When I started this Lenten journey, I really thought my biggest struggle would be with the food changes. I’m eating the same thing every day — oatmeal with seeds and banana for breakfast; green salad with tomato, hard-boiled egg and onion for lunch; brown rice, black beans and a small piece of skinless chicken with 1/4 of an avocado for dinner; about half the time I have a tangelo for dessert — and even during times of emotional distress, I haven’t felt a pull to go off the plan. Lent isn’t even half over, so I make no promises that tomorrow I won’t wake up and be rabidly craving bacon and coffee.
What has been surprisingly a struggle is to stick to my plans of less online connection. I was doing OK at first, but then I started checking email more to see if anyone had responded to the blog; a quick check in the morning and another at night wasn’t enough. Checking my “Lent newsfeed” on Facebook, which consists only of my husband and sons, began to slowly include a quick peek to see if anyone had said anything on my page. And since I can’t figure out how to change my default newsfeed to the Lent one (it might not even be possible), it was easy to let myself get sucked into the regular newsfeed for a bit before I even realized what I was doing.
Where I thought I would be weak, I am strong, and where I thought I’d be strong, I am weak…at least at this moment.
Fortunately, I serve a God who embraces weakness and shows His glory through my weakness. In this moment, as the lies of shame and condemnation are winging their way to my heart, I am pulling out the sword of truth to strike them down before they even get close:
“‘My grace is all you need. My power works best in weakness.’ So now I am glad to boast about my weaknesses, so that the power of Christ can work through me.”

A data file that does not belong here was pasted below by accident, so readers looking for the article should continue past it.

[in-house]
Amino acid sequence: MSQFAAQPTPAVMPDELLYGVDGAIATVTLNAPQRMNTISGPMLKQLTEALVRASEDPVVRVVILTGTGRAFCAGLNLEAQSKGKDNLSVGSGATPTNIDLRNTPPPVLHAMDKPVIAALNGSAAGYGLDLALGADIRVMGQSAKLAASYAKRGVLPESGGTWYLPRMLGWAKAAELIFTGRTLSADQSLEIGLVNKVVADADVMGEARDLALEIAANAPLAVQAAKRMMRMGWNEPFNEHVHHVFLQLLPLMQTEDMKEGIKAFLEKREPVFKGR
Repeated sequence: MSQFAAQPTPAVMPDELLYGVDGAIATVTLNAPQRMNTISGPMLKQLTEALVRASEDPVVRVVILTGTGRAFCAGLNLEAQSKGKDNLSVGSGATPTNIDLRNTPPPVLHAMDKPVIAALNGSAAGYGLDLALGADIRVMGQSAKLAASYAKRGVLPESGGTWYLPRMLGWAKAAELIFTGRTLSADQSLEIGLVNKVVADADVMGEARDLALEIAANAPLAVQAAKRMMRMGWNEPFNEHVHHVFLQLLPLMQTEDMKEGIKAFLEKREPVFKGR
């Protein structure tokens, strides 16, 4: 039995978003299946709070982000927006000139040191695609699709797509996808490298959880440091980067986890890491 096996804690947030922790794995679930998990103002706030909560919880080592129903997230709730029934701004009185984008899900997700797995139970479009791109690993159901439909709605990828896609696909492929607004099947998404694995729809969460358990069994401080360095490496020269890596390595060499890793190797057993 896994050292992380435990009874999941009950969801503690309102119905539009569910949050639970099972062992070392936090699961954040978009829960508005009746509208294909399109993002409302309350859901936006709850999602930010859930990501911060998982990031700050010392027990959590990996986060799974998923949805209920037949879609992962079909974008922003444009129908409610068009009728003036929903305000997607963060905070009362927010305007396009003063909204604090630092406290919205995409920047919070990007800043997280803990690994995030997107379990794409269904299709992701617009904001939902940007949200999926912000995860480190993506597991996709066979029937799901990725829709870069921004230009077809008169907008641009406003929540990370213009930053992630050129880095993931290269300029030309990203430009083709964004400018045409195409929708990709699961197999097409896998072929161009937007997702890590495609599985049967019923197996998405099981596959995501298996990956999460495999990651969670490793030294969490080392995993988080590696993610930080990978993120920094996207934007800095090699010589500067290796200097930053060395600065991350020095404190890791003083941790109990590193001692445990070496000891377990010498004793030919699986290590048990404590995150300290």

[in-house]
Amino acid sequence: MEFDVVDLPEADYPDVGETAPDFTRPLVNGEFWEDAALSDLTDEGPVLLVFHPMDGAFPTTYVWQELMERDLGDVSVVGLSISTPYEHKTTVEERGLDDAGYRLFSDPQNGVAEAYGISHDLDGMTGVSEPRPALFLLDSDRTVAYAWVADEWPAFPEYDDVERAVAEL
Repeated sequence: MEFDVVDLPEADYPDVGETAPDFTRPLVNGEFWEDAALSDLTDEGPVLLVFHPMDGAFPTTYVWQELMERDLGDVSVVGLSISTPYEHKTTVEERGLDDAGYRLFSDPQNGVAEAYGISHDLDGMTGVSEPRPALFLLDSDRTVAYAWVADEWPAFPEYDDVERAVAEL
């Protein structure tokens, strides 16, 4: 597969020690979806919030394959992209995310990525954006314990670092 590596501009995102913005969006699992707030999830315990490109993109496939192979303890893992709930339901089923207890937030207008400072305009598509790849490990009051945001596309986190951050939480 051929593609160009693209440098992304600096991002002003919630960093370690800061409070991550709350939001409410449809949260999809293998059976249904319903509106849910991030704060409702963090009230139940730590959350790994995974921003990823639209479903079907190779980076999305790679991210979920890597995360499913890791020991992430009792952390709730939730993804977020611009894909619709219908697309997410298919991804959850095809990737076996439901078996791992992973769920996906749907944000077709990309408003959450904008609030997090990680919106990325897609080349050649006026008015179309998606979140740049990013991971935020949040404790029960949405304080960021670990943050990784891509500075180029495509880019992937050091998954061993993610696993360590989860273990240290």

(2 Corinthians 12:9)
What I am coming face to face with is my EGO. Here’s a thought, and I could be wrong — If I wasn’t writing this blog so intently during Lent, the online pull wouldn’t be as great. Limiting my food choices has only served to show me the pull, and what’s going on underneath it. I’m not really “blaming it on the blog” as I can only blame myself! I want to see who’s reading, who’s commenting, who’s liking, and if there are any new readers who aren’t my friends or family. It’s undeniably exciting to have my musings find a *slightly* wider audience — two followers and three likes from people I don’t know at all! But it’s one thing to be delighted about this and GIVE THE GLORY TO GOD and another to have it feed some kind of ego/insecurity — two sides of the same coin.
Lord Jesus Christ, have mercy on me a sinner.
What if no one reads the blog? Would it still be worth doing? YES, absolutely. My heart knows this. And if only a handful of friends and family read it and are blessed, that is ENOUGH. I don’t think I’m supposed to be the next Ann Voskamp, or Rachel Held Evans (two bloggers worth reading, by the way). And on the off-chance this blog were to go viral one day, it wouldn’t be my doing anyway.
So today I am tightening up my online ship and telling you (yes, you) that I will check email only after lunch and after dinner. I will go to my FB account once a day to paste in a new post’s URL and if I don’t write on a given day, I won’t go to FB. While on FB, I will check my Lenten newsfeed and Ann Voskamp’s page (the one exception I made at the very beginning, as she feeds my soul deeply) and then GET OFF. And I will be honest here if I get off-track.
If the temptation for “more” starts hounding me, then I will need to name it for what it is, and take a walk, or put on music, or put away laundry, or read a book. Better yet, I should first get with God and ask Him what I’m really “hungry” for. Maybe what I need is to call a friend, or write a letter, or pray for someone. Connection can come in all different ways.
What I know is this — I do not need to feed my ego or insecurities; it only makes them bigger.